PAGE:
Although the variable synchrony hypothesis has focused solely on the direct effects of foliage quality changes caused by leaf age on insect herbivore performance, natural-enemy effects mediated by timing differences in spring could also be important to dynamics. This includes both direct timing effects such as disruption of synchrony between predator and prey, and indirect effects of the leaf age on susceptibility to natural enemies. The effects of leaf quality on natural enemies of herbivores may be quite large, increasing mortality of herbivores by slowing growth and increasing the duration of exposure to enemies (Lawton and McNeill 1979, Price et al. 1980, Schultz 1983, Benrey and Denno 1997), or by providing host location cues (Benrey and Denno 1997). For example, gypsy moth larvae whose development was slowed by infection with Bacillus thuringiensis suffered greater attack rates by the parasitoid Cotesia melanoscela (Weseloh and Andreadis 1982), and slow growth on low quality foliage could have a simila r effect. Similarly, host leaf age affects susceptibility of gypsy moth to infection with nuclear polyhedrosis virus (Keating et al. 1988) and the success of attacks of Cotesia melanoscela on gypsy moth larvae (Werren et al. 1992). On the other hand, leaf quality changes can decrease mortality of herbivores if a chemical defense derived from the host plant increases (Rowell-Rahier and Pasteels 1991).

Here, we are particularly interested in potentially subtle effects of leaf age since we are examining the contribution of variable timing to variability in population sizes. We also sought to examine the population-level effects of all the mortality agents to compare with the effects of leaf age. While a factor like timing may have a seemingly large effect on some component of population growth, such as early mortality or fecundity, it is possible for those effects to be counterbalanced by other effects that act in an opposite direction (as we will show). Thus we sought to evaluate the total effect of changed phenology on the population growth rate.

In short, variation in the degree of synchrony between the time that forest-defoliating insects hatch and the time that their host trees burst their buds can potentially have complex effects. In our experiments, we therefore measured the effects of variation in synchrony on gypsy moth population dynamics due to both natural-enemy effects and foliage quality effects. To do this, we manipulated synchrony by creating large-scale experimental gypsy moth populations in the field at different times relative to the budburst of two important gypsy moth host trees, white and black oak (Quercus alba and Q. velutina). To see the effects of synchrony, we then quantified the survival, fecundity, and dispersal of the gypsy moths in each population. Direct foliage-age effects on gypsy moth growth, survival, fecundity, and larval ballooning have been extensively documented (Hough and Pimentel 1978, Meyer and Montgomery 1987, Raupp et al. 1988, Sheppard and Friedman 1990, Hunter and Lechowicz 1992, Stoyenoff et al. 1994), bu t the effects of variable phenology on mortality caused by natural enemies, whether direct or indirect, have seldom been studied. To separate the direct and indirect effects of leaf age, we protected some insects from predators in each release treatment. We measured dispersal because it potentially affects survival directly by exposing larvae to increased chances of mortality (Weseloh 1998), and indirectly by spreading individuals over a larger area, reducing the local density and thus reducing mortality from density-dependent factors.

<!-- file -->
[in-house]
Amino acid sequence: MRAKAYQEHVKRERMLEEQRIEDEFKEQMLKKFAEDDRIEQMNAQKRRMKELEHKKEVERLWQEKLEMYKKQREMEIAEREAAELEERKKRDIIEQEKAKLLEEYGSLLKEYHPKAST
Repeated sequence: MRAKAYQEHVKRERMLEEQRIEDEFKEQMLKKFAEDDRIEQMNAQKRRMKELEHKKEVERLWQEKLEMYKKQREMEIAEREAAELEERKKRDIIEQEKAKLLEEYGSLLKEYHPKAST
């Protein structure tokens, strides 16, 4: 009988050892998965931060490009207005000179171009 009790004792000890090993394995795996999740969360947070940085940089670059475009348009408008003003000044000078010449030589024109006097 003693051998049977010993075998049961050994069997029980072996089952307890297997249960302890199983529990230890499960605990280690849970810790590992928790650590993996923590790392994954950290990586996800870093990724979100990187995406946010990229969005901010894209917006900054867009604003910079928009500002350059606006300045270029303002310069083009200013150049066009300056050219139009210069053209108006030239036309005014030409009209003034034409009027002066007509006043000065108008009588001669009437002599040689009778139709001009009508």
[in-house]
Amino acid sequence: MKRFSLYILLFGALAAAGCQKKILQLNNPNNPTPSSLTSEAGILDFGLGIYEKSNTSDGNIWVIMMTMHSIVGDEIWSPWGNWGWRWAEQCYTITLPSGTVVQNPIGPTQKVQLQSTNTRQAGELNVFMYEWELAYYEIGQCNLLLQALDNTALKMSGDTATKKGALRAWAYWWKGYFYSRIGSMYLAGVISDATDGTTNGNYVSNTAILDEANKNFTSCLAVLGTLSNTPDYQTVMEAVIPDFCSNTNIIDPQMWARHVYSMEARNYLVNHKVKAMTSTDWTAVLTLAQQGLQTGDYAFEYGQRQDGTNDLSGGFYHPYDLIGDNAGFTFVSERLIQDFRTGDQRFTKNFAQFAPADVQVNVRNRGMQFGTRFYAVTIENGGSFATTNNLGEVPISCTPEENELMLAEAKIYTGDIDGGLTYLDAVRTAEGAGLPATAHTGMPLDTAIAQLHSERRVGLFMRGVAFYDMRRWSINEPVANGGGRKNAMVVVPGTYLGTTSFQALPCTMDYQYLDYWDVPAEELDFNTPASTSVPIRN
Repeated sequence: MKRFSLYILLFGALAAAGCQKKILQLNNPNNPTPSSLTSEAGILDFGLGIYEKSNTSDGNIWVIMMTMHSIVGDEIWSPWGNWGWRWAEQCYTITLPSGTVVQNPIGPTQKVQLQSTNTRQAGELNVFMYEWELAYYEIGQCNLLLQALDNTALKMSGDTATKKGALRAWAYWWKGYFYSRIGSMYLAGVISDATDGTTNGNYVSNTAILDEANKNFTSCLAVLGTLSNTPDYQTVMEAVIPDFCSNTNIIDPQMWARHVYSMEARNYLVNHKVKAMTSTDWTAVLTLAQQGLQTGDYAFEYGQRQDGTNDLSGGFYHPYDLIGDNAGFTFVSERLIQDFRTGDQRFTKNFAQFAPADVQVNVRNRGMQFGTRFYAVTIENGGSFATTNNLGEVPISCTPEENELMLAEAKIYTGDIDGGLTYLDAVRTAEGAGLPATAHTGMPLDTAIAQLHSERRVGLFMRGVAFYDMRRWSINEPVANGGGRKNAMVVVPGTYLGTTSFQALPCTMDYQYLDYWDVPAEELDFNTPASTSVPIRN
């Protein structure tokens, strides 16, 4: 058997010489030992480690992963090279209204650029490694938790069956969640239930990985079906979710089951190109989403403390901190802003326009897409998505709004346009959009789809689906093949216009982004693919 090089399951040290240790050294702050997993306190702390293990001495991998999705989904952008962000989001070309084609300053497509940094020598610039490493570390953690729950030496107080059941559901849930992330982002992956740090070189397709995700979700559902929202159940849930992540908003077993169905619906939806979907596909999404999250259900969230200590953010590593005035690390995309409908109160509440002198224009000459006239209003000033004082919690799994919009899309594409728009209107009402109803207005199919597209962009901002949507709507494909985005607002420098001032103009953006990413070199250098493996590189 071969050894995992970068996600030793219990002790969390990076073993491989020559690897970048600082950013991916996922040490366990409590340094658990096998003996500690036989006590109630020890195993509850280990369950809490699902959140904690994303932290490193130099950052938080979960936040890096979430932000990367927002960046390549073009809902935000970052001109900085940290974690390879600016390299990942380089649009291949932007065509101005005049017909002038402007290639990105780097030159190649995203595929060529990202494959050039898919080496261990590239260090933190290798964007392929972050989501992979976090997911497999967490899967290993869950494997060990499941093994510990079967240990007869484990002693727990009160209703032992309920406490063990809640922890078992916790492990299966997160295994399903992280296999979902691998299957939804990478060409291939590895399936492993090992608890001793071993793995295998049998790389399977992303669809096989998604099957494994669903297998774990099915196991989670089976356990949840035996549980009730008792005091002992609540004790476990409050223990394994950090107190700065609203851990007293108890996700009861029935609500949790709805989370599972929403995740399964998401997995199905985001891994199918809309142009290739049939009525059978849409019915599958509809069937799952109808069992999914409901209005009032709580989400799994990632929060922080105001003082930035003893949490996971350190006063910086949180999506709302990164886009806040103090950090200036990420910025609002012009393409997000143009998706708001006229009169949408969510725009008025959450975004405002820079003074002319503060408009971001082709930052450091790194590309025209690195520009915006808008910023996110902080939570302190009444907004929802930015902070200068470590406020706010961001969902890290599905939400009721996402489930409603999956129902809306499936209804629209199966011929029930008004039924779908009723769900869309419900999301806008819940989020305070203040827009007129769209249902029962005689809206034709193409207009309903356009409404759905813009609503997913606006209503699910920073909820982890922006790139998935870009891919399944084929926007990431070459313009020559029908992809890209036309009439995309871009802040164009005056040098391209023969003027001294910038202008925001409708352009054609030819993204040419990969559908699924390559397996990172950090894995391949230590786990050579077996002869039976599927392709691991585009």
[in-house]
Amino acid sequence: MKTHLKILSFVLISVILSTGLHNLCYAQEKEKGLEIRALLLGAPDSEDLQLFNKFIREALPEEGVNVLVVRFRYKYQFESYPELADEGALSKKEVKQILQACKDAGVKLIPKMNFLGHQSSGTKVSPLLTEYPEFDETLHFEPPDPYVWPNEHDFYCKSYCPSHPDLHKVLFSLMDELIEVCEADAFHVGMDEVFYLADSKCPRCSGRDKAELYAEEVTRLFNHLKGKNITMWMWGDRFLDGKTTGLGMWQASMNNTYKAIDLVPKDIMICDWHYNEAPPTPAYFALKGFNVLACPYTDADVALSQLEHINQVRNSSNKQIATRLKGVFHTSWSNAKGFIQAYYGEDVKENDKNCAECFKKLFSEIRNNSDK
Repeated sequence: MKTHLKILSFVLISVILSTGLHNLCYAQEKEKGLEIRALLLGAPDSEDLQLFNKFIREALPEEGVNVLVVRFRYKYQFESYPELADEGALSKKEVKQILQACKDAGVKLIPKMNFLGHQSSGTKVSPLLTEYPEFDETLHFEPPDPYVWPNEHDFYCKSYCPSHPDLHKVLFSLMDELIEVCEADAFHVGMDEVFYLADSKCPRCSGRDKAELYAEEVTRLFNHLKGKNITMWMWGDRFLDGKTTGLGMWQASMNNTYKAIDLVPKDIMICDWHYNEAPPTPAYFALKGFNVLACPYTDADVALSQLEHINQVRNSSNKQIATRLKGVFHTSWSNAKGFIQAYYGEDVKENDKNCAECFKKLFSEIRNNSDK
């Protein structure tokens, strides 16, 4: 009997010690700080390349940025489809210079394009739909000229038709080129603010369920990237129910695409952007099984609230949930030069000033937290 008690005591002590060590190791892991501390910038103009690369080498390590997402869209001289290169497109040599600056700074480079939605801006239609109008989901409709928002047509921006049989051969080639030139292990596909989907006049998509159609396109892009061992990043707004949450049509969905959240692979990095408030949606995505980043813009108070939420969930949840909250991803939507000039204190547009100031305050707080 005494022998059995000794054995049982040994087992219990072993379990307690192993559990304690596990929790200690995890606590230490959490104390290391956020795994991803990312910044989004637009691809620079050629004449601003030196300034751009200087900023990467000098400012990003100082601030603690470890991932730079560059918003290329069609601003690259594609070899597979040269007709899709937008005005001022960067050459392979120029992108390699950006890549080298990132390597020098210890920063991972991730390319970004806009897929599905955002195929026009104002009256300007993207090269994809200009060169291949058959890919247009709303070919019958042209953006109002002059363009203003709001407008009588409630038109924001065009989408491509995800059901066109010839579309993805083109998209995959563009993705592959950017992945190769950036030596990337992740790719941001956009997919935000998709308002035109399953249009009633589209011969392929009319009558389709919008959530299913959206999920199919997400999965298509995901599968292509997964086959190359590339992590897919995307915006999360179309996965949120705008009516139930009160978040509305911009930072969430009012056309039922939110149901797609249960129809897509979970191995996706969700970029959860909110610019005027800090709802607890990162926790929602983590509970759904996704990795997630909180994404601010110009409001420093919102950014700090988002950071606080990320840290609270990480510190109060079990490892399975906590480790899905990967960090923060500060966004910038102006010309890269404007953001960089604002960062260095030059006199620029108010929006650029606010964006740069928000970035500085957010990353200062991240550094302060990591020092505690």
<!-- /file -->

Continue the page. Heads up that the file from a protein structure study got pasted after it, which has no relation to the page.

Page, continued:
Study organism

The gypsy moth is a typical outbreaking, springfeeding species: it spends the winter as an egg, females are flightless so that most dispersal is by larval ballooning, large numbers of eggs are laid in a single mass, and it feeds on diverse host tree species. These traits are shared by many spring-feeding species (Nothnagle and Schultz 1987, Barbosa et al. 1989, Hunter 1991, 1995a, b, Haack and Mattson 1993, Larsson et al. 1993). Gypsy moth has outbreaks both in northeastern North America, where it was introduced in 1869, and in Eurasia, where it is native. The gypsy moth has a very broad host range but prefers to feed on oak species.